J. Scott Applewhite, Associated Press
President George W. Bush smiles during what he called his final public policy speech, an address to students and educators to mark the anniversary of his No Child Left Behind law, at the General Philip Kearny School in Philadelphia, Thursday, Jan. 8, 2009. (AP Photo/J. Scott Applewhite)

In his book, "Schools cannot do it alone," Jamie Vollmer recounts his conversion from school critic to school ally. Speaking to a group of teachers, Vollmer bragged about how good was the blueberry ice cream made by his company. At the conclusion of his talk, a teacher asked: "When you are in your factory, standing at the receiving dock, you see the shipment of blueberries arrive, and the blueberries do not meet your triple A standard, what do you do?" "I ship them back," replied Vollmer. At that moment, Vollmer had an epiphany. Without having the ability to control the quality of blueberries he received, his company could not produce the best blueberry ice cream about which he bragged.

Similarly, John Florez can write about the need for another renaissance in education, but it will be of little value. We already have had a series of renaissances to improve our schools. In 1957, after Russia launched the Sputnik satellite into space, Congress called for a renaissance. It did not work too well. Lyndon Johnson pushed for a renaissance in 1965. Bill Clinton did the same during hs administration. George Bush named his renaissance "No Child Left Behind." We all know what a failure that was. Barack Obama came up with "Race to the Top." Not any better than NCLB. The current renaissance is Common Core. It too will fail. Vollmer says that the message is clear. In his business language, we have failed to concentrate on producing better blueberries before they come to the loading dock.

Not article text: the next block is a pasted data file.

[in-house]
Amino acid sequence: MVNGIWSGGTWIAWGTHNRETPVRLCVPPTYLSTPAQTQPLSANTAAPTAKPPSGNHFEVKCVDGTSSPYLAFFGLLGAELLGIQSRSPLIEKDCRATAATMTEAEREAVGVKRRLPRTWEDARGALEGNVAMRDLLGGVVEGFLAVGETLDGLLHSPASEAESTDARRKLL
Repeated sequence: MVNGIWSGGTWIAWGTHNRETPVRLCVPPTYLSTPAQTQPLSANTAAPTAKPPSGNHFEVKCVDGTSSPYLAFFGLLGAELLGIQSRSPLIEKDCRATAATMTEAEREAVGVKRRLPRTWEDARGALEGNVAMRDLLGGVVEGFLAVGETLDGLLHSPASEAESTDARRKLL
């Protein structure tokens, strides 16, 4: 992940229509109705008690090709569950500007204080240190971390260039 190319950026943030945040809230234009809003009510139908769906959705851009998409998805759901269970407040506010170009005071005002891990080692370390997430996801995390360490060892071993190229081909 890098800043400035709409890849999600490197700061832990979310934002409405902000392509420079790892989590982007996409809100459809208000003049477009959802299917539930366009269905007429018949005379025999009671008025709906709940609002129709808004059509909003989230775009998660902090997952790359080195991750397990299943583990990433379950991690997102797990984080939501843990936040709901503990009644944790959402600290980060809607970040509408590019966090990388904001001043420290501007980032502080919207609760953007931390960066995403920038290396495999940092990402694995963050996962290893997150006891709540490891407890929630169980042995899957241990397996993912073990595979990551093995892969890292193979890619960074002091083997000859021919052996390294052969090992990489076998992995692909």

I do not mean to compare children to blueberries. I do, however, wish to stress vigorously that unless we help children and families before children enter school, whatever we do after they enter is of little consequence, regardless of how many renaissances we implement. Let's face the facts honestly. The capacity to learn is established by the growth of one's brain in the early years of life, birth to age 4. Without proper nutrition, adequate sensory stimulation, a variety of experiential opportunities and a series of positive social contacts, the child's ability to learn in school is restricted by the limitations placed on his/her brain development. Thus some children enter school with a more restricted ability to learn than other children. Children are differentiated in their ability to do well in school by their early developmental opportunities that cannot be retrieved once they enter school.

Thus the importance of early childhood education opportunities for young children and parent education for parents to develop effective parenting skills are paramount for brain development. Again in Vollmer's business language, we need to develop the best possible blueberries before we begin to make blueberry ice cream. A Zen proverb states, "The wise know what time it is." It's time to really improve our schools. Our republic depends on it.

M. Donald Thomas lives in Salt Lake City.